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Our first test of the new Corolla on UK soil keeps the good news coming for Toyota's new British built hatchback

What is it?

Things aren’t all bad in the UK car industry, this all-new Toyota Corolla a case in point. It’s a British-built family hatchback, which, on first impressions earlier this month on Spanish soil, revealed itself to have true class-leading potential. 

A car we should grow to be quite proud of then, and some comeback, too. Remember, this new Corolla replaces the Auris, which was about as uninspiring a car in the class as you could imagine. That car one hand on the wooden spoon in a segment that’s 15-20 models strong, rather than jostling for gold.

We went into great detail on the background to the new Corolla and its dynamic make-up on our recent first drive, which you can read here. Our test car here is also in the range-topping Excel trim, our Corollas sharing a cabin design, trim and spec sheets. 

So what’s new for this second appraisal for the Corolla back on home soil after its Spanish holiday is our first chance to test the lower-powered of two the hybrid powertrains on offer, plus the chance for that overhauled new chassis to show its mettle on roads that will really show how good it is. We’ll focus on that here. 

What's it like?

The drivetrain in this Corolla is identical to that of the Prius, mixing a 1.8-litre Atkinson cycle petrol engine with Toyota’s e-CVT hybrid transmission and running gear. The system puts out 120bhp, and offers up to 65mpg on the new WLTP combined cycle and 83g/km CO2 emissions.

So the driving experience is a familiar one from the Prius; not one of excitement, more one that just works with a nice easy-going manner. We were regularly seeing above 50mpg on our mixed roads test route, the car quiet and relaxed in its road manners and regularly switching silently and unobtrusively between hybrid and all-electric power for even quieter short bursts.

There’s a decent amount of torque at step off to make this Corolla quite sprightly over a 0-30mph sprint, before the familiar CVT drone kicks in when you keep asking the engine for more over a mid-high rev range. It runs out of puff a bit here, and the performance gets far more limited and with no driver involvement.

If you’re looking for more involving performance, look elsewhere, most likely towards the as-yet-untested turbo, non-hybrid 1.2 petrol that also gets a manual gearbox.

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This drivetrain should also get the more out of what is a much-improved chassis, which impresses here as much as it did in Spain. The old Auris wobbled its way down the road like an old roller skate, seemingly engineered by folk for whom driving enjoyment was a completely alien concept. 

Not so this Corolla. There’s real feel to the steering, a smooth ride quality at speeds, impressive body control and a decent amount of grip. This chassis tuning, mixed with things like a comfortable, nicely laid out driving position and good control weights, make this the kind of car you can seamlessly slip into and enjoy driving a mile down the road to Morrisons as you would the length of the M1. A Volkswagen Golf does similar.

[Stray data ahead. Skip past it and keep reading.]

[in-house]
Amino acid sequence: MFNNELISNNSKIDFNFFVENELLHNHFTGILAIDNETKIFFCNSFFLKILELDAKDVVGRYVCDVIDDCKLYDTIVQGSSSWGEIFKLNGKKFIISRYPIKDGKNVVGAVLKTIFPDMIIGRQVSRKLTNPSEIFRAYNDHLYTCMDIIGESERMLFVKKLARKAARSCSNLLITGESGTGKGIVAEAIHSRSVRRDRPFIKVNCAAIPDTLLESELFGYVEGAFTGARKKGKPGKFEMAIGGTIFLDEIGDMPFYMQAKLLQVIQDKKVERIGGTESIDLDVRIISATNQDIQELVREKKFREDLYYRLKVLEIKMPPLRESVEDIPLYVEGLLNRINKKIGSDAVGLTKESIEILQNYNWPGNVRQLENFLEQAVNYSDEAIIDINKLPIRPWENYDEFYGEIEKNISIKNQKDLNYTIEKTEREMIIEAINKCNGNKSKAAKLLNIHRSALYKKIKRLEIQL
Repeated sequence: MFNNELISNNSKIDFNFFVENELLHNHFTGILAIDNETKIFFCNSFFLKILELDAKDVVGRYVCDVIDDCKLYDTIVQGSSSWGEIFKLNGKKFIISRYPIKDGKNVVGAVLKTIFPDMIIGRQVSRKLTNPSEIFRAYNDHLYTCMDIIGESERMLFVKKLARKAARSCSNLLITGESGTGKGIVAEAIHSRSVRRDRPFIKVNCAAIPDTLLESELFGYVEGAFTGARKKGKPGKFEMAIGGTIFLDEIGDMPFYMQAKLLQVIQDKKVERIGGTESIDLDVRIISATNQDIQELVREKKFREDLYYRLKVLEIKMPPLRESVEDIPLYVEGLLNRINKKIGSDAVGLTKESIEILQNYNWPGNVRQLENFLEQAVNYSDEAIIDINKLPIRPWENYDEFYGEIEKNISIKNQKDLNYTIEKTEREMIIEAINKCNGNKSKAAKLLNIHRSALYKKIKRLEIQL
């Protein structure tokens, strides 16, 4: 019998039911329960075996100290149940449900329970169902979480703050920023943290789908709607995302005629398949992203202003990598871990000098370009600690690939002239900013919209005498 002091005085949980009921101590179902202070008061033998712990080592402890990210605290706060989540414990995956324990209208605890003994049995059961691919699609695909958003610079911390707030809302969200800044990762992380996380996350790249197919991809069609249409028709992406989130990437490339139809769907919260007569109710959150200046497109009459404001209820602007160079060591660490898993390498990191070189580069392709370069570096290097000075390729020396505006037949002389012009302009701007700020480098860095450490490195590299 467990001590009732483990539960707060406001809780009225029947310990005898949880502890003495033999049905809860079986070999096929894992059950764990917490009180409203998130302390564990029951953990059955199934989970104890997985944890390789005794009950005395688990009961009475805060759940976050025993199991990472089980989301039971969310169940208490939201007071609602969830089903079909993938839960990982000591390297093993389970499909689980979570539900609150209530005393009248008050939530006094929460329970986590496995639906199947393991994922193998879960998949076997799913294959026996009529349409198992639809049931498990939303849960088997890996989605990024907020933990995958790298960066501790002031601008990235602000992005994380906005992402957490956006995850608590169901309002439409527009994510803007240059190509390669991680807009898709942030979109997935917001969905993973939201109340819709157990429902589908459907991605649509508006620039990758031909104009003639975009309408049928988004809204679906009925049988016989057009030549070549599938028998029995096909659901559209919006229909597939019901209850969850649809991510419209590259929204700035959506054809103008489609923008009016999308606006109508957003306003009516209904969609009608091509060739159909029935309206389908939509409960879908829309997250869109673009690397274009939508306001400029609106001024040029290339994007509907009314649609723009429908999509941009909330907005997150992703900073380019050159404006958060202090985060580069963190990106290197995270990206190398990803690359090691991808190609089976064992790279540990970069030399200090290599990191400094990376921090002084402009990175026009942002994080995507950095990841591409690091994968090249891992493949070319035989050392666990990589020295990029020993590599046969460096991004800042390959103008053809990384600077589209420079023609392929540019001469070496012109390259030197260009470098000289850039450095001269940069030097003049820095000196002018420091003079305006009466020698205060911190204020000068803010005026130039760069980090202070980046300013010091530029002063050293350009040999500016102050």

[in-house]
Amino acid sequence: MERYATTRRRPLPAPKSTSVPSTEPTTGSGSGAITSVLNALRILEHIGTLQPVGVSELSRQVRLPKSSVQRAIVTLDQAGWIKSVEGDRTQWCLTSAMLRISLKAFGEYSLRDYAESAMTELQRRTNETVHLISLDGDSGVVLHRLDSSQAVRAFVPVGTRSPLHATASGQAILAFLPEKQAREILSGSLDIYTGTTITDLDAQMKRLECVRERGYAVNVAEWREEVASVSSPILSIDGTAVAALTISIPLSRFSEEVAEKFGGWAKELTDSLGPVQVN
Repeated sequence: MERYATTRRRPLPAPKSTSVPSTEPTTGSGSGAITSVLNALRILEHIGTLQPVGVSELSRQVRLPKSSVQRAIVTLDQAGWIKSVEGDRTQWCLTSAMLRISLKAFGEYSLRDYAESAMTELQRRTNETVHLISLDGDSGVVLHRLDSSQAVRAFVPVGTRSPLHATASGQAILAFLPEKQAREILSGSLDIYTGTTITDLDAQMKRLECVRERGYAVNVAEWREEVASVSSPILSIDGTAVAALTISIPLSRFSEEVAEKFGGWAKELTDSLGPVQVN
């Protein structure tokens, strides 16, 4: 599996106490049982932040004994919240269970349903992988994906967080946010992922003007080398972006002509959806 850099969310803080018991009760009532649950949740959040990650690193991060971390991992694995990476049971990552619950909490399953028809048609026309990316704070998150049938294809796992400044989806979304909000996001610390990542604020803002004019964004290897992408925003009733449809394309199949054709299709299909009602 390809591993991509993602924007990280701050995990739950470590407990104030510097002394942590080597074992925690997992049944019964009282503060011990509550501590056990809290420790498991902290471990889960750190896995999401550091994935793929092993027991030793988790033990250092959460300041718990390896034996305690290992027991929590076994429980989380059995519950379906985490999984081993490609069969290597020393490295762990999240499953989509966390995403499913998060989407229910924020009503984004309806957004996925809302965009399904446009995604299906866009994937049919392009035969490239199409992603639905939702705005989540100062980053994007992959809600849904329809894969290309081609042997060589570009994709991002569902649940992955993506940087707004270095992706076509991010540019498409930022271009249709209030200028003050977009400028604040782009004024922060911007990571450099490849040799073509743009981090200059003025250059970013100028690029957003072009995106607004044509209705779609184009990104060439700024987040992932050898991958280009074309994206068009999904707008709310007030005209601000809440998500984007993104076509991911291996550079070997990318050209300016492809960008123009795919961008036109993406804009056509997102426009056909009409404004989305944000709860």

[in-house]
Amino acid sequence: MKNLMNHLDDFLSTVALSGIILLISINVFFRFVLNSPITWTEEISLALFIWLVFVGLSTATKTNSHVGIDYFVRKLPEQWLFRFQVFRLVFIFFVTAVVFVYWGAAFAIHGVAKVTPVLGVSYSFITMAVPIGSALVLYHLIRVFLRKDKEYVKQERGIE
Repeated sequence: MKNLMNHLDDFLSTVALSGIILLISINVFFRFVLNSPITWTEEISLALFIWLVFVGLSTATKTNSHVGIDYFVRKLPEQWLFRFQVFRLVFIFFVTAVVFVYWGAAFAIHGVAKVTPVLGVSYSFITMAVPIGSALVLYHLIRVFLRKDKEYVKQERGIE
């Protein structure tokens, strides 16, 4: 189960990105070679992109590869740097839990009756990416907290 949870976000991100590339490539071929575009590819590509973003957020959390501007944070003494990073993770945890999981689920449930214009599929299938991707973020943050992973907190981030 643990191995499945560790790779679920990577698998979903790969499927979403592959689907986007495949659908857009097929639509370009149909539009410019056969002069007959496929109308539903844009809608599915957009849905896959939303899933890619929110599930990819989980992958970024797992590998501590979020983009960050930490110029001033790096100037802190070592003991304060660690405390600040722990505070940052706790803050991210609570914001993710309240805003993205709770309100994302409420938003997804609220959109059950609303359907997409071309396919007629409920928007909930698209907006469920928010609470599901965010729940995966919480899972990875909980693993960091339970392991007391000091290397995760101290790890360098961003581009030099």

The only real blots on its dynamic copybook is how sharp and grabby the brakes are, and the occasional bump and rumble into the cabin with the low-speed ride. Both traits are likely affected by the hybrid drivetrain (integration with the brakes, the weight of the hybrid system on the ride), and neither is a deal breaker. 

Should I buy one?

The Corolla is built here and it also feels like its been developed for our roads. This hybrid version doesn’t show the car at its very best, but it’s still a darn good machine. 

So while this particualr powertrain doesn’t engage (apart from with your wallet), the chassis certainly does. Bravo, Toyota, and welcome back to the sharp end of the class. 

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Toyota Corolla Excel 1.8 Hatchback specification 

Where Cambridgeshire, UK Price £27,345 On sale Now Engine 4 cyls, 1798cc, petrol, plus hybrid system Power 120bhp at 5200rpm (hybrid combined) Torque 105lb ft at 3600rpm (engine only) Gearbox e-CVT Kerb weight 1295kg Top speed 124mph 0-62mph 9.3sec Fuel economy 55.4-65mpg (WLTP combined) CO2 83g/km Rivals Ford Focus, Honda Civic

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colinstone 24 June 2019

Had one as a hire car in

Had one as a hire car in Norway. Ugly as sin - who let a 2 year old into the design studio? Interior a depressing all black coalmine. Ugh. Satnav maps rubbish and had to resort to Google Maps on phone. Noisy and no more economical than Golf 1.0 TSI.
colinstone 24 June 2019

Had one as a hire car in

Had one as a hire car in Norway. Ugly as sin - who let a 2 year old into the design studio? Interior a depressing all black coalmine. Ugh. Satnav maps rubbish and had to resort to Google Maps on phone. Noisy and no more economical than Golf 1.0 TSI.
5wheels 9 March 2019

12 years of rallying

In rear drive, front drive and 4 wd Corolla's, I loved them. 120% reliability, nad many many many victorious class wins on the unforgiving hard marble dirt of Greece. Think Acropollis 8 times a year. Then they brought the most aweful bloody thing called the Auris. Thank goodness it didnt taint the good name of Corolla. But this?? Its a disgrace all the way round and Mr. Toyoda should go to his history books and see the number of wins around the world of the loved Corolla. Then as his engineers and design team to create something worthy of the name, certainly not this boring heap of average

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